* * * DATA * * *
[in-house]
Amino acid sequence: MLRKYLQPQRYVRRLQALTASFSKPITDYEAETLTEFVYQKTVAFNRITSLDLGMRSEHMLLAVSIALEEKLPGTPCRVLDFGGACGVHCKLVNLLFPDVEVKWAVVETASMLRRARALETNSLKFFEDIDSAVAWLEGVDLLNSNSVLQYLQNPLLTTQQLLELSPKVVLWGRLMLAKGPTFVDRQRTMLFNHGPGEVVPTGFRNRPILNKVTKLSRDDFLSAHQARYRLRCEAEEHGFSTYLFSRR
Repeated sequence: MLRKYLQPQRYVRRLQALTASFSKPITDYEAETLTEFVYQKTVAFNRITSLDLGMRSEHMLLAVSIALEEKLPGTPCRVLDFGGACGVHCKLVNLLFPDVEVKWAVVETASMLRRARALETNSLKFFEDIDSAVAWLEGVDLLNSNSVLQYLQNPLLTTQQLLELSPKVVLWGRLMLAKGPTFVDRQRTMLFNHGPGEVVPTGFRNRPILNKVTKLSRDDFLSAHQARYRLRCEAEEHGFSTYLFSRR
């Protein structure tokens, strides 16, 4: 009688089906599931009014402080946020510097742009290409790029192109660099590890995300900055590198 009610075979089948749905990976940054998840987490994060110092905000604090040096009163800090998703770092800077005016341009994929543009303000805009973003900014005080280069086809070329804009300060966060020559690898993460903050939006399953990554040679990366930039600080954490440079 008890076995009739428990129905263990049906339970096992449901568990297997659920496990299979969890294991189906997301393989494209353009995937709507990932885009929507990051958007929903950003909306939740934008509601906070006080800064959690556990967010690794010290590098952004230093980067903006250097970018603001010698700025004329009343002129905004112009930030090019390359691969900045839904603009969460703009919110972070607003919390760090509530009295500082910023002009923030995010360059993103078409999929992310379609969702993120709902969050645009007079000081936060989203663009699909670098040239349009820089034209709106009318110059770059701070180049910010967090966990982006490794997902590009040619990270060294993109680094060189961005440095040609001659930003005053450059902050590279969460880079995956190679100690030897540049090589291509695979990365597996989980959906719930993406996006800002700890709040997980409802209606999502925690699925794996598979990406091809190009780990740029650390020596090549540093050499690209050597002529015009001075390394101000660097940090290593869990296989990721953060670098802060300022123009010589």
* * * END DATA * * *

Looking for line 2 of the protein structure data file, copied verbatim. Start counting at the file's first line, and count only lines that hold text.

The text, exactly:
Amino acid sequence: MLRKYLQPQRYVRRLQALTASFSKPITDYEAETLTEFVYQKTVAFNRITSLDLGMRSEHMLLAVSIALEEKLPGTPCRVLDFGGACGVHCKLVNLLFPDVEVKWAVVETASMLRRARALETNSLKFFEDIDSAVAWLEGVDLLNSNSVLQYLQNPLLTTQQLLELSPKVVLWGRLMLAKGPTFVDRQRTMLFNHGPGEVVPTGFRNRPILNKVTKLSRDDFLSAHQARYRLRCEAEEHGFSTYLFSRR